‘Really blessed that these churches come together,’ Hundreds attend 29th annual Interfaith Thanksgiving Lunch
For almost three decades, St. Peter's Catholic Church and First Baptist Church of Columbia have been providing a Thanksgiving lunch to less fortunate in the city.
Columbia, S.C. (WOLO) — For almost three decades, St. Peter’s Catholic Church and First Baptist Church of Columbia have been providing a Thanksgiving lunch to less fortunate in the city. This year was no different.
“We want this to be a place of peace where they can come, and they can just relax,” said Ron Paull, Coordinator with First Baptist Church of Columbia. “We will feed probably about 400, 450 meals here. And then we’ll have 835 meals that leave out of St. Peter’s and they go to low-income housing projects and nursing homes.”
Every year, the two churches co-host the annual Interfaith Thanksgiving Lunch in the Carolina Coliseum. It first began 34 years ago when Robert Keeder worked with St. Peter’s to help feed the hungry on Thanksgiving.
“With the homeless, especially, they get up every Christmas and they get up every Thanksgiving, to go where and do what? And for me personally, that was totally unacceptable. I just thought that was awful. Cause they had to go wake up and praise the Lord for Chritsmas and Thanksgiving and just didn’t have any place to go,” said Keeder, Coordinator with St. Peter’s.
St. Peter’s then partnered with First Baptist. This year marks 29 years of the two groups hosting the feast. It’s a tradition that many are thankful for.
“Really blessed that these churches come together to help all in need for just being here, eating with them and all,” said Joe Cox, who attended the lunch. “It’s really a good dedication that all these people come out and take their time in serving all of us.”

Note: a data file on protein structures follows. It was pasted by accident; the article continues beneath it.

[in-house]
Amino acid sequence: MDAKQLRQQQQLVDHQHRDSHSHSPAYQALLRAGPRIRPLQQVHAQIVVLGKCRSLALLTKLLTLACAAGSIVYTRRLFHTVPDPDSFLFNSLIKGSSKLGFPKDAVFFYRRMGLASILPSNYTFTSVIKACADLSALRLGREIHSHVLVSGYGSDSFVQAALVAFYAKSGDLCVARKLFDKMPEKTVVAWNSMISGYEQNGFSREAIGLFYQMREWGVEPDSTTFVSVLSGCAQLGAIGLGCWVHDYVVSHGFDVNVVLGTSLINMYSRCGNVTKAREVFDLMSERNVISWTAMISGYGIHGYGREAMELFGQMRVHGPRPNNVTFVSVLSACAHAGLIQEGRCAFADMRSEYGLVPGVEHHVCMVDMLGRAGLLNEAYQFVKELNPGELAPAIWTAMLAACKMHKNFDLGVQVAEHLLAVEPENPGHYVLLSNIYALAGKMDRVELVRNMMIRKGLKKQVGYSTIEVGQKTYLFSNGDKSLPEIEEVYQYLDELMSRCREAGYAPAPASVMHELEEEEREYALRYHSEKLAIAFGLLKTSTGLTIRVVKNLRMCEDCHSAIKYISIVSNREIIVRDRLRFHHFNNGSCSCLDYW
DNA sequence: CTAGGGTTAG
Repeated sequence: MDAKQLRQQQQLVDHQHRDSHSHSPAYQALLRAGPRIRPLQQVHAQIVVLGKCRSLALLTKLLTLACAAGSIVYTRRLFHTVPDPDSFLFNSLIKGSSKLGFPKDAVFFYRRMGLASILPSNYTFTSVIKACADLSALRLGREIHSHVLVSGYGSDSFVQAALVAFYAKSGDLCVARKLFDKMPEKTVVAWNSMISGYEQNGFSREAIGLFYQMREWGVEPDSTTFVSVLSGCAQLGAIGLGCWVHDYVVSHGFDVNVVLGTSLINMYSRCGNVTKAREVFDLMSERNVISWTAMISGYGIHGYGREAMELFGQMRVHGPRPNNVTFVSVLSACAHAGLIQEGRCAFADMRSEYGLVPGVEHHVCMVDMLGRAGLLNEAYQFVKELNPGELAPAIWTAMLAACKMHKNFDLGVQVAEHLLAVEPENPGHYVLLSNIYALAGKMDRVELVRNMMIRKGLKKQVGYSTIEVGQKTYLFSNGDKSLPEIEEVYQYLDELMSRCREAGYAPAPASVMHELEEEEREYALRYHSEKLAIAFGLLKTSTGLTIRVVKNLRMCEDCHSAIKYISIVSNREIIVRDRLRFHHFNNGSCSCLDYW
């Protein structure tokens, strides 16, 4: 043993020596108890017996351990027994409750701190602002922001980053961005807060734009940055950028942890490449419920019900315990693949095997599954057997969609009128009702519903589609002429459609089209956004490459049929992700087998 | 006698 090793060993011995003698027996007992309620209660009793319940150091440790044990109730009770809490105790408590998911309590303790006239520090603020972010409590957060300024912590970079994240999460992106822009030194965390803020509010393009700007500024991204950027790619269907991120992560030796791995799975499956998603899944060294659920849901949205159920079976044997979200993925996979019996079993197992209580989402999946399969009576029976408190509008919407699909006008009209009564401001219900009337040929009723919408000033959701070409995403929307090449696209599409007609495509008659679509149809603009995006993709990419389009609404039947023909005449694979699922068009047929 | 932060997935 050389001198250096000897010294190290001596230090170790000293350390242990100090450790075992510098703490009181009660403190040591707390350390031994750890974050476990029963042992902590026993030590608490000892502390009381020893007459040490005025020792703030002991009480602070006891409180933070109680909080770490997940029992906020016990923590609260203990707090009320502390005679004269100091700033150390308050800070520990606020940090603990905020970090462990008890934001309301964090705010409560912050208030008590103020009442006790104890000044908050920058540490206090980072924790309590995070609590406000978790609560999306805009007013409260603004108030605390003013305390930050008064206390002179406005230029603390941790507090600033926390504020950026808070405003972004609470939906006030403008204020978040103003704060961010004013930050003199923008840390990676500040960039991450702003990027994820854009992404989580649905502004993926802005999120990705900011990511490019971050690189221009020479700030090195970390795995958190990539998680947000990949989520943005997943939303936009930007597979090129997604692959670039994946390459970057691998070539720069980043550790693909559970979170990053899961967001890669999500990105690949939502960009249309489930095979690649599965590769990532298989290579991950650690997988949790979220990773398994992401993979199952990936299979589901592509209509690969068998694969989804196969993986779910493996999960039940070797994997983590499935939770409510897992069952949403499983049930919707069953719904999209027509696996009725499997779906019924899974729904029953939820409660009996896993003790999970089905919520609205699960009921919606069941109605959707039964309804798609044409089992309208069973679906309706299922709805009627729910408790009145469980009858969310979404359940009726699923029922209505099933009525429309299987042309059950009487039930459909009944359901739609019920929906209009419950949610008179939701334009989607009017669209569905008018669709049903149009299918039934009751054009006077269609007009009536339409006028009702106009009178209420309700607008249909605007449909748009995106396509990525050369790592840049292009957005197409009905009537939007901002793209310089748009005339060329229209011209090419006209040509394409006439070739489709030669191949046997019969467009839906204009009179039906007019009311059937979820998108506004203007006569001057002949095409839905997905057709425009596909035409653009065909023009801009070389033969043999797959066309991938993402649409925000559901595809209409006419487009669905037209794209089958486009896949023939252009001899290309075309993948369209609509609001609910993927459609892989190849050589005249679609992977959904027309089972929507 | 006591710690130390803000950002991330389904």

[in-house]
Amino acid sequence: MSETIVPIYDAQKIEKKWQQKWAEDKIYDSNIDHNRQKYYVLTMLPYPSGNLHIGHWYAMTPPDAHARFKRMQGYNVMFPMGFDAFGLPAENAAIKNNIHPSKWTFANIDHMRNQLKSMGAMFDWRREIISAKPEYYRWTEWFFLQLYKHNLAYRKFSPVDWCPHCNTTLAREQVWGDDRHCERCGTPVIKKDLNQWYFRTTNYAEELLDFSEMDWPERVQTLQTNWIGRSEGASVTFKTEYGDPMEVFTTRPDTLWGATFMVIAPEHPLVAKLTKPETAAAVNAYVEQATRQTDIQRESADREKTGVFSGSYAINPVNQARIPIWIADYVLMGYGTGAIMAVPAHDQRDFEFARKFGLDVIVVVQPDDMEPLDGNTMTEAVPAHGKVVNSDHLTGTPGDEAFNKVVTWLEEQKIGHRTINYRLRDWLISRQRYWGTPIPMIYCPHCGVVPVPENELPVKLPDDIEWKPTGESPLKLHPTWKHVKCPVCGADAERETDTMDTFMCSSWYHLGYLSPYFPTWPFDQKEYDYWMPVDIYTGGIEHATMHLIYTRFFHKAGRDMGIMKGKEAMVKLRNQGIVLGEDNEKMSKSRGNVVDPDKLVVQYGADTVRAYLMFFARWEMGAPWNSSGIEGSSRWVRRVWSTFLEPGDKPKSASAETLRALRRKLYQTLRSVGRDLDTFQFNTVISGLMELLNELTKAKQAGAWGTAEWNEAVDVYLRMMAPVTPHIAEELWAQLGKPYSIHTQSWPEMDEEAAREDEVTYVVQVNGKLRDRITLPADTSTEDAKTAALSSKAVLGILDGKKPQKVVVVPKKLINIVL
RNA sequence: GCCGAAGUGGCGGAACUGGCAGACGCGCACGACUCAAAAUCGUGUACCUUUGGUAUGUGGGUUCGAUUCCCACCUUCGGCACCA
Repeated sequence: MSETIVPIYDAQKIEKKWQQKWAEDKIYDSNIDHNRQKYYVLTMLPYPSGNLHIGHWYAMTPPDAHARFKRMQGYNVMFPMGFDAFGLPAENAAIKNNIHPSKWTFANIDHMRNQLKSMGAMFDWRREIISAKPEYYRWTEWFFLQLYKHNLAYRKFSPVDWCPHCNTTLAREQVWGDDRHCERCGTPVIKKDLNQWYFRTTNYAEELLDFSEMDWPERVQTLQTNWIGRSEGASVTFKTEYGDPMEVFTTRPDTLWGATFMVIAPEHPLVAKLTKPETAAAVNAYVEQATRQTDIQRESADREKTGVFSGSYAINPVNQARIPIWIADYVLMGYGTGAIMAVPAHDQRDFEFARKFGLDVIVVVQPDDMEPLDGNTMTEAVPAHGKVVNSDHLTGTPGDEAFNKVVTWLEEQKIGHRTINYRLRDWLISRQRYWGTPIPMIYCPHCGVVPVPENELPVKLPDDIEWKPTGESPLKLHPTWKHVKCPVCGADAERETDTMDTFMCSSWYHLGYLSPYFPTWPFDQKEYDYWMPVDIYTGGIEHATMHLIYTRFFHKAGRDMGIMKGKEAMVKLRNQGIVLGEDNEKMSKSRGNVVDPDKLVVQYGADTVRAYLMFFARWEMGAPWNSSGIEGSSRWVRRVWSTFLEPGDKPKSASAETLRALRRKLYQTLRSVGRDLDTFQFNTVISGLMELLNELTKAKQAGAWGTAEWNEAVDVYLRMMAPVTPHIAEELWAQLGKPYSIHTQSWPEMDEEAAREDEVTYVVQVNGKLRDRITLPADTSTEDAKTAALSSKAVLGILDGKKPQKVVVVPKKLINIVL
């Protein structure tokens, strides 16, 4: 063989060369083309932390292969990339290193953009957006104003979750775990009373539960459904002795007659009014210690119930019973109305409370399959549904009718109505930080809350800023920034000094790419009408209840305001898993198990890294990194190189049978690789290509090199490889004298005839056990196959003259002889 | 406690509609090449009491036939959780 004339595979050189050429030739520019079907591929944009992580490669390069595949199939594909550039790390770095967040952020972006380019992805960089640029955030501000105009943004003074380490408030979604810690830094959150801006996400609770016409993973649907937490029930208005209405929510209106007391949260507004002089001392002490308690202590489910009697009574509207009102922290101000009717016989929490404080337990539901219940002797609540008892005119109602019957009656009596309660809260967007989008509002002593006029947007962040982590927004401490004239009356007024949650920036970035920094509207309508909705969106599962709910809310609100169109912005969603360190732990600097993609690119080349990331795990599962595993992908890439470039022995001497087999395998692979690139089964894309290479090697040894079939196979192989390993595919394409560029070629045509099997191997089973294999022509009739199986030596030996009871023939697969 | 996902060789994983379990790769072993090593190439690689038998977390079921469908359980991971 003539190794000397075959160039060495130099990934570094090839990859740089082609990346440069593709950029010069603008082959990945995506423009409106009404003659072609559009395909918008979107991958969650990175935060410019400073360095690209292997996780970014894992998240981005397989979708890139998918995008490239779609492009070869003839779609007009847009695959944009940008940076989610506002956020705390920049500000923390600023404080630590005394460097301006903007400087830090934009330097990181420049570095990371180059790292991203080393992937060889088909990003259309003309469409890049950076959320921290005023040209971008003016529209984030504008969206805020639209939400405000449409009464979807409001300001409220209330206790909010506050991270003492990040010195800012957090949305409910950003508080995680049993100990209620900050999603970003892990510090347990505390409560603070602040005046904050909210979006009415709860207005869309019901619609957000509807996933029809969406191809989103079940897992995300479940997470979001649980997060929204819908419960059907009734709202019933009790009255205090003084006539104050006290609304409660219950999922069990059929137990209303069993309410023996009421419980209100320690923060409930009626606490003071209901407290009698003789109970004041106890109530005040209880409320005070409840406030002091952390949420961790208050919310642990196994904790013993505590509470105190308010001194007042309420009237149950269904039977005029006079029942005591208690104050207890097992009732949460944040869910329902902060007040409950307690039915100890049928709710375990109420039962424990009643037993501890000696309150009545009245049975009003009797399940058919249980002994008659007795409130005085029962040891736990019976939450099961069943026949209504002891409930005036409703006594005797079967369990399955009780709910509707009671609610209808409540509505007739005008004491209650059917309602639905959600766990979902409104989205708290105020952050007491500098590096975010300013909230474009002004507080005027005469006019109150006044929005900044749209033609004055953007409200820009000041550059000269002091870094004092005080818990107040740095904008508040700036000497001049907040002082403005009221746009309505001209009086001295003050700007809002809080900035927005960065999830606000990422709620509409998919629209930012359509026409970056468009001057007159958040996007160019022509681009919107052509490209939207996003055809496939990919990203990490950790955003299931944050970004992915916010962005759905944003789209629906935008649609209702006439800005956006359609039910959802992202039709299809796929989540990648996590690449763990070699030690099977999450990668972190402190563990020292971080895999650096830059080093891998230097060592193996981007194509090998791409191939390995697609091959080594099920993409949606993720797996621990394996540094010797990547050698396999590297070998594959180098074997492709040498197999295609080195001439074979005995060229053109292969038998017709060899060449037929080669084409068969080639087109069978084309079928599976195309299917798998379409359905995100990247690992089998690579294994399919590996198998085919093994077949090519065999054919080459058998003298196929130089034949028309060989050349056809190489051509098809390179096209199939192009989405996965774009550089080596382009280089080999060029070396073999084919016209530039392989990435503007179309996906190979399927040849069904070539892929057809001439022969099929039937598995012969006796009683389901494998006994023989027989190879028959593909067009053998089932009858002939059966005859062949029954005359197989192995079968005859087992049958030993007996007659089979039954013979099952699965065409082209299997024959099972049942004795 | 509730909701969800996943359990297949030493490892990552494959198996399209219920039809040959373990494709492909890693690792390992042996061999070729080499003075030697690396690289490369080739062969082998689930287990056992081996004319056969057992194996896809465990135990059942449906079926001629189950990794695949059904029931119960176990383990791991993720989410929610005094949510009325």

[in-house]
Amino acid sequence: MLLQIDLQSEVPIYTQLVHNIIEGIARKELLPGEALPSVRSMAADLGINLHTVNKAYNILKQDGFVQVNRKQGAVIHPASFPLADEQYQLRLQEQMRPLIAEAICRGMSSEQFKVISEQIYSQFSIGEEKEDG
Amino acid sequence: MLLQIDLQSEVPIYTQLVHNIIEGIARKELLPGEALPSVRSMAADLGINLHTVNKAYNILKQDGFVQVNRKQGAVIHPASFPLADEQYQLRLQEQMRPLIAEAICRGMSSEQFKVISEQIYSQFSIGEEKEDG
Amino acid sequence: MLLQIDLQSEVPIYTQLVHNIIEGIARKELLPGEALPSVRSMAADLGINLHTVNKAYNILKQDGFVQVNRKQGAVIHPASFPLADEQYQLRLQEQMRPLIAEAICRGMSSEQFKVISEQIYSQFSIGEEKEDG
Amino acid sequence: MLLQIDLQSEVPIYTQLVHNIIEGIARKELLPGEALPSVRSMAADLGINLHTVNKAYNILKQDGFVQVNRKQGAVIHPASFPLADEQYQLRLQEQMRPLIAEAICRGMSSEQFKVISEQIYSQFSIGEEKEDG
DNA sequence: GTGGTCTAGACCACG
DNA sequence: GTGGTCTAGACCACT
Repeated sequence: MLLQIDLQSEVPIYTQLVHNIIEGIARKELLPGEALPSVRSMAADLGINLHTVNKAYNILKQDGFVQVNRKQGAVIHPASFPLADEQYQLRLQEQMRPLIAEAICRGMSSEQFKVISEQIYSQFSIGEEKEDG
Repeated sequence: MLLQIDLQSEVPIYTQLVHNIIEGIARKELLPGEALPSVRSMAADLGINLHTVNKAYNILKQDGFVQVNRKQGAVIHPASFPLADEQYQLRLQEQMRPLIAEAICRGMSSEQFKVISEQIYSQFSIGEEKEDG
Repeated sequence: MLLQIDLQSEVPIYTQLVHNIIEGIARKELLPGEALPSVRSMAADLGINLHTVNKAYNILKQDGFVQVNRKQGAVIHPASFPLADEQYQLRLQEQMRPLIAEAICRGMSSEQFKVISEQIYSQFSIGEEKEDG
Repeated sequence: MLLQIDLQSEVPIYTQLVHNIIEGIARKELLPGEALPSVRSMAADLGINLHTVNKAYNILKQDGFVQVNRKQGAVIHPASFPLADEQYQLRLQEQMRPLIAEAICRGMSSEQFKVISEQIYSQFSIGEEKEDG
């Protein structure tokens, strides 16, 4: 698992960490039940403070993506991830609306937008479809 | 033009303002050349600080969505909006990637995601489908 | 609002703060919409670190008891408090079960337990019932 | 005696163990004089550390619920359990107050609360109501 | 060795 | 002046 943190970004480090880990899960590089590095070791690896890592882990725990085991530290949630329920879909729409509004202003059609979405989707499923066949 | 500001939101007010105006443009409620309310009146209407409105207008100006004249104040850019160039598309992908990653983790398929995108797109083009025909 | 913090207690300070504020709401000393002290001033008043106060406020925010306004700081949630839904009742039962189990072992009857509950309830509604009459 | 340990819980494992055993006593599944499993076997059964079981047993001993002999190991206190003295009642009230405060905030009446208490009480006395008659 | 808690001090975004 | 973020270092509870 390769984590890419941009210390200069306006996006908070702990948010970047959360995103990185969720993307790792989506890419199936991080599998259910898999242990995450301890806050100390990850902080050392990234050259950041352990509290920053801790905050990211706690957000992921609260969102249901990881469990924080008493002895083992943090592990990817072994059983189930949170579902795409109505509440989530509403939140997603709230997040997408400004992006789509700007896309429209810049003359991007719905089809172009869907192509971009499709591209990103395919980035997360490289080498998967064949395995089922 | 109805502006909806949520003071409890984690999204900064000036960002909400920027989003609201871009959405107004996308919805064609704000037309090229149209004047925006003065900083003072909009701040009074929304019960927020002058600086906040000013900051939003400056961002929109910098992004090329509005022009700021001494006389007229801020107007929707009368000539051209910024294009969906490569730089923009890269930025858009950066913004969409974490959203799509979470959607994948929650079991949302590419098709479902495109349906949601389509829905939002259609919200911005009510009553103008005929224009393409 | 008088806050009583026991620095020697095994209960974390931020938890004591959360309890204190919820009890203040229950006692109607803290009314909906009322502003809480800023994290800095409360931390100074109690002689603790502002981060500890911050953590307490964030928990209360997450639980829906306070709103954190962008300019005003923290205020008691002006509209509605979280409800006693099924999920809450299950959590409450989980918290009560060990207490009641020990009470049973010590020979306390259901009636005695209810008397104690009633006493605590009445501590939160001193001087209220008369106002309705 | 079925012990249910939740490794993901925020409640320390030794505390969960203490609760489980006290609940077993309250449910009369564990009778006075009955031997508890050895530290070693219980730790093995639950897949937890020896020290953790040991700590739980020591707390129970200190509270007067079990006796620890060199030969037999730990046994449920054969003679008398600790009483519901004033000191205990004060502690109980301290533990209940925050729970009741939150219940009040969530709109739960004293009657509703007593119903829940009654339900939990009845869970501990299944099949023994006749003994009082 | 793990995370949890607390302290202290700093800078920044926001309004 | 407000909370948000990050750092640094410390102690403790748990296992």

All the Thanksgiving foods are provided; turkey, stuffing, potatoes, rolls, green beans, and homemade desserts.
“We want to feed them the same kind of food that we would eat,” said Paull. “It’s kind of humbling. Because I think you take for granted that what you have everybody has. But not everybody has what we have.”
Both Paull and Keeder said they enjoy talking to those who come, and forming relationships with people year after year.
“Glad you came, enjoy yourself. You can go have seconds if you want to, or maybe even thirds if you want to, and there’s plenty desserts in there get as much as you need. And they go ‘oh yea, thank you Mr. Robert, thank you Mr. Robert, thank you Mr. Robert.’ So that’s what brings me so emotionally upset when I see these people thanking for a meal,” said Keeder.
“Everybody needs a little help sometimes, and it helps us to remember to be thankful,” said Paull.
It’s a tradition that will continue for years to come.
“My time will be coming to an end, as far as being able to do this physically, but right now I still got a lot of energy in my body and a lot of energy in my soul to continue this ministry that God has called me to do,” said Keeder.